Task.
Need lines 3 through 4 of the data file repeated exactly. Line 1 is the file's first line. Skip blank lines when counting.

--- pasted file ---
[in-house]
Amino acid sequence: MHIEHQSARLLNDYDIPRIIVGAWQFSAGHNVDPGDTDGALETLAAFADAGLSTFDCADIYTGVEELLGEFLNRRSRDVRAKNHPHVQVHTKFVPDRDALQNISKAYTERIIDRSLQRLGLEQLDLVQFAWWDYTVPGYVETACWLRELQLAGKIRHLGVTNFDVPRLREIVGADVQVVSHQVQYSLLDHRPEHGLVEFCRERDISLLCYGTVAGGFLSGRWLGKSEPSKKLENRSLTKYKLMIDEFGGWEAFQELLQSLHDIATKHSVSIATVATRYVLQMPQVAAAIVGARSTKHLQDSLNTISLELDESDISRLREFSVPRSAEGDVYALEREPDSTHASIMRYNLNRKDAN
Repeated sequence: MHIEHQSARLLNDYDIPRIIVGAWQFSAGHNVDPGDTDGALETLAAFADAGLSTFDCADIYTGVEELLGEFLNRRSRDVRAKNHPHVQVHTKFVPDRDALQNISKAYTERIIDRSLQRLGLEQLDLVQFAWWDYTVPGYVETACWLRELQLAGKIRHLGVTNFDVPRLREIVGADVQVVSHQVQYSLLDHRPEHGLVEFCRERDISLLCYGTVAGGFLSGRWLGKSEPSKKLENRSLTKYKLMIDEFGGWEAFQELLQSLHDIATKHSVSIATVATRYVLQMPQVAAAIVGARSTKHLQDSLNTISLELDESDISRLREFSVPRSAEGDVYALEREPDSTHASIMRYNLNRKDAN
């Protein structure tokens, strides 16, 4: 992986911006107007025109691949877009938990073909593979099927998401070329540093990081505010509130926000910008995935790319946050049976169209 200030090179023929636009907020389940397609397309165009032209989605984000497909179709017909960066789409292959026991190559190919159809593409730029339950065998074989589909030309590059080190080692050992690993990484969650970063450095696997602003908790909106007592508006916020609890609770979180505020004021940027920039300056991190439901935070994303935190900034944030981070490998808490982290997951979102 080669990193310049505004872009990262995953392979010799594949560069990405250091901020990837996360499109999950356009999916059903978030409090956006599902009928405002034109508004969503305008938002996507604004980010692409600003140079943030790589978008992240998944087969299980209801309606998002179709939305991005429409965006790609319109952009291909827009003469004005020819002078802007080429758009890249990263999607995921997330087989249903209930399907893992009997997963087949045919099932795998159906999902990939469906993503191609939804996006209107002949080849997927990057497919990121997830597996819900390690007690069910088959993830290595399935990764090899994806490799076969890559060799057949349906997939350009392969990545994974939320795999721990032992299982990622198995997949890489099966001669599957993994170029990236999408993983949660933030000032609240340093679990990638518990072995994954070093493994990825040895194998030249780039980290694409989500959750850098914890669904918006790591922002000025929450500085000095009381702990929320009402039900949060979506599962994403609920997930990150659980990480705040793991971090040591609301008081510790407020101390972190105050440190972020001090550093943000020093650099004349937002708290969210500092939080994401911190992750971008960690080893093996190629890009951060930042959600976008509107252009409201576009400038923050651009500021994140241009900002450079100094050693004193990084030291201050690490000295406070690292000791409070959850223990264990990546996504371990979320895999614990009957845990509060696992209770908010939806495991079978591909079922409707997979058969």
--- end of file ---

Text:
Repeated sequence: MHIEHQSARLLNDYDIPRIIVGAWQFSAGHNVDPGDTDGALETLAAFADAGLSTFDCADIYTGVEELLGEFLNRRSRDVRAKNHPHVQVHTKFVPDRDALQNISKAYTERIIDRSLQRLGLEQLDLVQFAWWDYTVPGYVETACWLRELQLAGKIRHLGVTNFDVPRLREIVGADVQVVSHQVQYSLLDHRPEHGLVEFCRERDISLLCYGTVAGGFLSGRWLGKSEPSKKLENRSLTKYKLMIDEFGGWEAFQELLQSLHDIATKHSVSIATVATRYVLQMPQVAAAIVGARSTKHLQDSLNTISLELDESDISRLREFSVPRSAEGDVYALEREPDSTHASIMRYNLNRKDAN
């Protein structure tokens, strides 16, 4: 992986911006107007025109691949877009938990073909593979099927998401070329540093990081505010509130926000910008995935790319946050049976169209 200030090179023929636009907020389940397609397309165009032209989605984000497909179709017909960066789409292959026991190559190919159809593409730029339950065998074989589909030309590059080190080692050992690993990484969650970063450095696997602003908790909106007592508006916020609890609770979180505020004021940027920039300056991190439901935070994303935190900034944030981070490998808490982290997951979102 080669990193310049505004872009990262995953392979010799594949560069990405250091901020990837996360499109999950356009999916059903978030409090956006599902009928405002034109508004969503305008938002996507604004980010692409600003140079943030790589978008992240998944087969299980209801309606998002179709939305991005429409965006790609319109952009291909827009003469004005020819002078802007080429758009890249990263999607995921997330087989249903209930399907893992009997997963087949045919099932795998159906999902990939469906993503191609939804996006209107002949080849997927990057497919990121997830597996819900390690007690069910088959993830290595399935990764090899994806490799076969890559060799057949349906997939350009392969990545994974939320795999721990032992299982990622198995997949890489099966001669599957993994170029990236999408993983949660933030000032609240340093679990990638518990072995994954070093493994990825040895194998030249780039980290694409989500959750850098914890669904918006790591922002000025929450500085000095009381702990929320009402039900949060979506599962994403609920997930990150659980990480705040793991971090040591609301008081510790407020101390972190105050440190972020001090550093943000020093650099004349937002708290969210500092939080994401911190992750971008960690080893093996190629890009951060930042959600976008509107252009409201576009400038923050651009500021994140241009900002450079100094050693004193990084030291201050690490000295406070690292000791409070959850223990264990990546996504371990979320895999614990009957845990509060696992209770908010939806495991079978591909079922409707997979058969």